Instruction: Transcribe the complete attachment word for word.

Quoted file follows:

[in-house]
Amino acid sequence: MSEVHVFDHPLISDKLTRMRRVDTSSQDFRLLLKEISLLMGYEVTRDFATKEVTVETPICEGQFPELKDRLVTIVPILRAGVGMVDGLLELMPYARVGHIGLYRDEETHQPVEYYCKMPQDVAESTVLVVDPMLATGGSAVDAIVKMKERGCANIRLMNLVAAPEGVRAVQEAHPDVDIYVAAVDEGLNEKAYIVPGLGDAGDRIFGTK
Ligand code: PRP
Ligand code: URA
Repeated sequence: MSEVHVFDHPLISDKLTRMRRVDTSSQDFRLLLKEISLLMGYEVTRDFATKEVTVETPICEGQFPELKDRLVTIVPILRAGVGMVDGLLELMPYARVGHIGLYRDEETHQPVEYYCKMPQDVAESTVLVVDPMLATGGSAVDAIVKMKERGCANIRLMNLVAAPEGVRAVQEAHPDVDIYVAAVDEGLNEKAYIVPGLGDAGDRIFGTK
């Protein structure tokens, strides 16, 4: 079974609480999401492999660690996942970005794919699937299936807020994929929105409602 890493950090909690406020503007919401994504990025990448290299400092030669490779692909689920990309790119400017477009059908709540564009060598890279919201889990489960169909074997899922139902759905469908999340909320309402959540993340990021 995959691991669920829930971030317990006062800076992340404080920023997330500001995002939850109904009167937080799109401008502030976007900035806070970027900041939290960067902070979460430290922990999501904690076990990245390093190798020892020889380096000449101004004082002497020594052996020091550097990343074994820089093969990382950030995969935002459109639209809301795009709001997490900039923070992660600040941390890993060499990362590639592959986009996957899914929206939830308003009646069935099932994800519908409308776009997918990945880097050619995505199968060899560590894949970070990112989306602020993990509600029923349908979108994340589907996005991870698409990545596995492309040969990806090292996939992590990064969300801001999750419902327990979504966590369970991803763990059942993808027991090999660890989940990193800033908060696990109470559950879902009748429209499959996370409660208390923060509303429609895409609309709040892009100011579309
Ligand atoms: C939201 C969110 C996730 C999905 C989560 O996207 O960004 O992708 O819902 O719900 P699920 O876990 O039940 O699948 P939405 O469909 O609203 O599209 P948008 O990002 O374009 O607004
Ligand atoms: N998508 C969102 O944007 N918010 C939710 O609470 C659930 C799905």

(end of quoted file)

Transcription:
[in-house]
Amino acid sequence: MSEVHVFDHPLISDKLTRMRRVDTSSQDFRLLLKEISLLMGYEVTRDFATKEVTVETPICEGQFPELKDRLVTIVPILRAGVGMVDGLLELMPYARVGHIGLYRDEETHQPVEYYCKMPQDVAESTVLVVDPMLATGGSAVDAIVKMKERGCANIRLMNLVAAPEGVRAVQEAHPDVDIYVAAVDEGLNEKAYIVPGLGDAGDRIFGTK
Ligand code: PRP
Ligand code: URA
Repeated sequence: MSEVHVFDHPLISDKLTRMRRVDTSSQDFRLLLKEISLLMGYEVTRDFATKEVTVETPICEGQFPELKDRLVTIVPILRAGVGMVDGLLELMPYARVGHIGLYRDEETHQPVEYYCKMPQDVAESTVLVVDPMLATGGSAVDAIVKMKERGCANIRLMNLVAAPEGVRAVQEAHPDVDIYVAAVDEGLNEKAYIVPGLGDAGDRIFGTK
């Protein structure tokens, strides 16, 4: 079974609480999401492999660690996942970005794919699937299936807020994929929105409602 890493950090909690406020503007919401994504990025990448290299400092030669490779692909689920990309790119400017477009059908709540564009060598890279919201889990489960169909074997899922139902759905469908999340909320309402959540993340990021 995959691991669920829930971030317990006062800076992340404080920023997330500001995002939850109904009167937080799109401008502030976007900035806070970027900041939290960067902070979460430290922990999501904690076990990245390093190798020892020889380096000449101004004082002497020594052996020091550097990343074994820089093969990382950030995969935002459109639209809301795009709001997490900039923070992660600040941390890993060499990362590639592959986009996957899914929206939830308003009646069935099932994800519908409308776009997918990945880097050619995505199968060899560590894949970070990112989306602020993990509600029923349908979108994340589907996005991870698409990545596995492309040969990806090292996939992590990064969300801001999750419902327990979504966590369970991803763990059942993808027991090999660890989940990193800033908060696990109470559950879902009748429209499959996370409660208390923060509303429609895409609309709040892009100011579309
Ligand atoms: C939201 C969110 C996730 C999905 C989560 O996207 O960004 O992708 O819902 O719900 P699920 O876990 O039940 O699948 P939405 O469909 O609203 O599209 P948008 O990002 O374009 O607004
Ligand atoms: N998508 C969102 O944007 N918010 C939710 O609470 C659930 C799905």